building fire
Whereas I may be sitting in a nice cozy (well, maybe not cozy!) dispatch center, there are a lot of guys and gals out at the fire scene who are far from cozy. Instead they're putting their own lives on the line to save other lives and protect property in a job that some might call crazy but which is vital to every community. Granted I might be juggling six things at once but none of them are going to kill me - unless I have a stress-induced heart attack and have sent all of my medics out of the building on other calls and left no one to revive me! The people out fighting fires run many risks including falling through a roof, smoke inhalation, burning debris, etc., etc. The risks are innumerable.

But they love it ...


house fire
I have never had a great desire to run into a burning building no matter how many times I may have watched Backdraft (it's one of those things that's right up there with jumping out of a perfectly good airplane - other people may enjoy it but it's not for me!) but since I went to work in EMS I have met a lot of people who not only like going into burning buildings, they do so on a volunteer basis. At last Monday's apartment fire in Norwich, the City of Norwich Fire Department was assisted by no less than ten other departments - eight of which were volunteer departments.

Volunteers. Why do they do it? What could make people dedicated enough to get out of their warm beds in the middle of the night, to leave in the middle of a meal, to forego whatever it was that they were doing at the dropping of a set of tones or beeping of a pager? What could make them put in hundreds of hours of unpaid training and practice? What could make them want to endanger their own lives for free? Well, more than the flashing lights, blaring sirens, driving the big red truck and wearing cool turn-out gear it's a sense of pride and desire to help other people in a time of need.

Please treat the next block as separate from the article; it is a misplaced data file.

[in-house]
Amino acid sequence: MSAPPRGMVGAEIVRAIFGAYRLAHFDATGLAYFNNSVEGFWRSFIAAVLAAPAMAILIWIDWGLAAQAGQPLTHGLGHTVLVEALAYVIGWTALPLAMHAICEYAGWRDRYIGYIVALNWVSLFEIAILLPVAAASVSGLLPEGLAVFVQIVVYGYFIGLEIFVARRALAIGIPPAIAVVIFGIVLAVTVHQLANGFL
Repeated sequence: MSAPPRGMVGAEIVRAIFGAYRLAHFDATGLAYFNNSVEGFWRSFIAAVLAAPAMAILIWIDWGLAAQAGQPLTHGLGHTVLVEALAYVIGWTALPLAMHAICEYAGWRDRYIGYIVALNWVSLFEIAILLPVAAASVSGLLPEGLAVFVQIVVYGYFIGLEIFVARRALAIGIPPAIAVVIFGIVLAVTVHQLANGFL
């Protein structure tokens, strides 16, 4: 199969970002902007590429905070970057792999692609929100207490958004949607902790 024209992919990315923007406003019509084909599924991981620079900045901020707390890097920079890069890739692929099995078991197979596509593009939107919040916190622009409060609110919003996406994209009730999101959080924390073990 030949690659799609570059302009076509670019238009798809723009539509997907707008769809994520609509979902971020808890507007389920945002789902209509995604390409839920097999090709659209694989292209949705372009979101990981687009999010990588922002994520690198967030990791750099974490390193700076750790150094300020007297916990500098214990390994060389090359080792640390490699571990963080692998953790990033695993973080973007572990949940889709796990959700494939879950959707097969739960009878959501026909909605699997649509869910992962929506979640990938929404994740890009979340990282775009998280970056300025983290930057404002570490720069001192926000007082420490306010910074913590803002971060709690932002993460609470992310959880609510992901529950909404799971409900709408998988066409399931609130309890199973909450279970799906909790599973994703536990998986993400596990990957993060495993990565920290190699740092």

house fire
I asked one of the many volunteer firefighters I know why he had joined his local department and he said, "Because I like to help those that need it the most. When people call 911 they are in need and I like the feeling of being able to step in and provide that help. I also like the feeling of being able to walk into a situation that is completely out of control and recognize what needs to be done and do it. Knowing I had something to do with a good outcome is a great feeling and knowing that the training and sacrificing I have done paid off is ... great."

Considering the overwhelming number of fires we have had in Connecticut this winter alone, I think it's more than great that there are men and women like him who have that dedication and desire to help others. Without them there are many communities that would have no one close to come when they called 911 for whatever their emergency was - water in the basement, car accident, fire, medical emergency, or _____ - you fill in the blank.